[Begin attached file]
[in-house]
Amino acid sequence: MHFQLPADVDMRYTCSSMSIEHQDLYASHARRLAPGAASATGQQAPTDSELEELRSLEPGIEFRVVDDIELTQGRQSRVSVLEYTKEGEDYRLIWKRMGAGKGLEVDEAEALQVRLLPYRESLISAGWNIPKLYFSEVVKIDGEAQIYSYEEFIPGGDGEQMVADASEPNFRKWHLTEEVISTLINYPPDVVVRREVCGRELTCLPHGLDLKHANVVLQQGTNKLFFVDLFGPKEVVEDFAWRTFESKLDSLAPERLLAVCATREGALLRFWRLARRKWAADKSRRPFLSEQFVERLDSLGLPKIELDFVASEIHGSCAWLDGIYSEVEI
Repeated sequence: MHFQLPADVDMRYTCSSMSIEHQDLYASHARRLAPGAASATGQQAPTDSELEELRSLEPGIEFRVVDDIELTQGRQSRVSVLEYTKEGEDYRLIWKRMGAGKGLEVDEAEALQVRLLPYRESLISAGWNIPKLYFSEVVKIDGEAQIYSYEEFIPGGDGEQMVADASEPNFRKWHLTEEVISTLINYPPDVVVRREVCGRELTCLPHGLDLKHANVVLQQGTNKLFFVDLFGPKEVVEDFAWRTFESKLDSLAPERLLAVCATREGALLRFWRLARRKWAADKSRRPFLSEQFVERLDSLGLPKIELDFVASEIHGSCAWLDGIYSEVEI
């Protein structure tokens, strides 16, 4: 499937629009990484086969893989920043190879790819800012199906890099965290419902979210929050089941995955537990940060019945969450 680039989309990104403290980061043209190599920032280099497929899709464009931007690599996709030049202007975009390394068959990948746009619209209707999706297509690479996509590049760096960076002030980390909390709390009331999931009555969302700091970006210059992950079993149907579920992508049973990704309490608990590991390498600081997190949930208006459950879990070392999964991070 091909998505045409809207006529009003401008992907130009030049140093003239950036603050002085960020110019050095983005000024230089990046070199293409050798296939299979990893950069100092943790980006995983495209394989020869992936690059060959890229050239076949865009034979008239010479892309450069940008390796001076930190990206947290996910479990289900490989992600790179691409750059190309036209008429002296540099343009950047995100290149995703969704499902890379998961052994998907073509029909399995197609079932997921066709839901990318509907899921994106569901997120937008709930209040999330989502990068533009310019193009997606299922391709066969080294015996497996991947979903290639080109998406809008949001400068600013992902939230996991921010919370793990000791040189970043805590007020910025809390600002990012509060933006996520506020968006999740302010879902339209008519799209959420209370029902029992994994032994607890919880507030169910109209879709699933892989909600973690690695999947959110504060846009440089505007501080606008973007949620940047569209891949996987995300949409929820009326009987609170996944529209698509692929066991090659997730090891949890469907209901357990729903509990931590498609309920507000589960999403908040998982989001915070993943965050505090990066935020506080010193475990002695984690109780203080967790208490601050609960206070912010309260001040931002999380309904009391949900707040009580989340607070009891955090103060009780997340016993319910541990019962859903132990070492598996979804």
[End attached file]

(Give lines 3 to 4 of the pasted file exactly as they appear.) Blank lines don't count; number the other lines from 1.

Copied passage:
Repeated sequence: MHFQLPADVDMRYTCSSMSIEHQDLYASHARRLAPGAASATGQQAPTDSELEELRSLEPGIEFRVVDDIELTQGRQSRVSVLEYTKEGEDYRLIWKRMGAGKGLEVDEAEALQVRLLPYRESLISAGWNIPKLYFSEVVKIDGEAQIYSYEEFIPGGDGEQMVADASEPNFRKWHLTEEVISTLINYPPDVVVRREVCGRELTCLPHGLDLKHANVVLQQGTNKLFFVDLFGPKEVVEDFAWRTFESKLDSLAPERLLAVCATREGALLRFWRLARRKWAADKSRRPFLSEQFVERLDSLGLPKIELDFVASEIHGSCAWLDGIYSEVEI
């Protein structure tokens, strides 16, 4: 499937629009990484086969893989920043190879790819800012199906890099965290419902979210929050089941995955537990940060019945969450 680039989309990104403290980061043209190599920032280099497929899709464009931007690599996709030049202007975009390394068959990948746009619209209707999706297509690479996509590049760096960076002030980390909390709390009331999931009555969302700091970006210059992950079993149907579920992508049973990704309490608990590991390498600081997190949930208006459950879990070392999964991070 091909998505045409809207006529009003401008992907130009030049140093003239950036603050002085960020110019050095983005000024230089990046070199293409050798296939299979990893950069100092943790980006995983495209394989020869992936690059060959890229050239076949865009034979008239010479892309450069940008390796001076930190990206947290996910479990289900490989992600790179691409750059190309036209008429002296540099343009950047995100290149995703969704499902890379998961052994998907073509029909399995197609079932997921066709839901990318509907899921994106569901997120937008709930209040999330989502990068533009310019193009997606299922391709066969080294015996497996991947979903290639080109998406809008949001400068600013992902939230996991921010919370793990000791040189970043805590007020910025809390600002990012509060933006996520506020968006999740302010879902339209008519799209959420209370029902029992994994032994607890919880507030169910109209879709699933892989909600973690690695999947959110504060846009440089505007501080606008973007949620940047569209891949996987995300949409929820009326009987609170996944529209698509692929066991090659997730090891949890469907209901357990729903509990931590498609309920507000589960999403908040998982989001915070993943965050505090990066935020506080010193475990002695984690109780203080967790208490601050609960206070912010309260001040931002999380309904009391949900707040009580989340607070009891955090103060009780997340016993319910541990019962859903132990070492598996979804």